David had many reasons to be afraid. More than once in his life, he was stalked and hunted and had to run for his life. Still today, many believers across the world live under constant harassment and persecution from those who hate them and their Lord. Where there is less fear of physical attack believers can still feel threatened by an atmosphere of hostility to Christian teachings and fearful of consequences for their jobs and social standing if they articulate biblical principles too freely. What can sustain God’s people in such fear-inducing situations? In the following updated extract, David Dickson traces David’s faith in his urgent prayer of Psalm 56. Faith expands our horizons so that, beyond the very palpable fears, we see the almightiness, goodness and faithfulness of our Saviour God. Having faith doesn’t mean we don’t feel afraid, but focusing on God by faith fortifies us so that we do not need to be sunk by our fears.

From the title of Psalm 56 and its opening verses we see that when David fled from one enemy, Saul, it was only to fall into the hands of another enemy. “The Philistines took him in Gath.” Then all men and all means failed him, and he saw no one but wolves and lions, ready to devour him. Bloodthirsty persecutors followed hard in pursuit of him without intermission, like dogs after their prey. “Mine enemies would daily swallow me up.” If there was one ringleader there was a multitude running with them. “Many are they that fight against me.”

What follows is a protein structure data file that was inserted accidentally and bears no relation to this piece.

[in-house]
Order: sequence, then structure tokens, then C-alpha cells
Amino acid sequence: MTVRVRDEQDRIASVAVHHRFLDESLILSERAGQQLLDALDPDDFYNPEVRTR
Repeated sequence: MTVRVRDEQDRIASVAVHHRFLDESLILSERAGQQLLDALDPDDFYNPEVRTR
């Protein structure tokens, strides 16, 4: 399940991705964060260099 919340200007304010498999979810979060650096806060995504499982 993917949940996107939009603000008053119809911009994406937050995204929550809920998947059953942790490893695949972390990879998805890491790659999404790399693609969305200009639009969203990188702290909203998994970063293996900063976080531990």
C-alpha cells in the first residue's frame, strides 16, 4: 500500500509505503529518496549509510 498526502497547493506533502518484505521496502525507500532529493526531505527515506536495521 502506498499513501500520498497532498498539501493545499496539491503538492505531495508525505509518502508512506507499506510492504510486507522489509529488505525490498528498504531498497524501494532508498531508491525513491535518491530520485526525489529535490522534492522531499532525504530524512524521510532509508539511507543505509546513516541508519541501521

Yet faith gets the victory over fear. In verses 3-4, David’s faith gets the victory by setting God’s Word against all difficulties, whether within or without him. As a consequence, David defies what man can do to him.

Faith does not eliminate fear

Although the godly are not so brave in their trials as not to feel their own infirmity, or not to be afraid, yet they are kept from fainting in their fear, by faith in God. “What time I am afraid, I will trust in thee.”

Also, although faith does not always exercise itself, yet when fear assaults the most, then faith in God manifests its force most evidently; for then especially by directing the person’s eye towards God, it settles a troubled mind, strengthens weak courage, and relieves the oppressed heart.

Faith fights with fear

Faith becomes valiant in fight. It may begin like a coward, and stagger in the first conflict, yet it grows brave, and pulls its adversaries underfoot. “In God I have put my trust, I will not fear what flesh can do unto me.”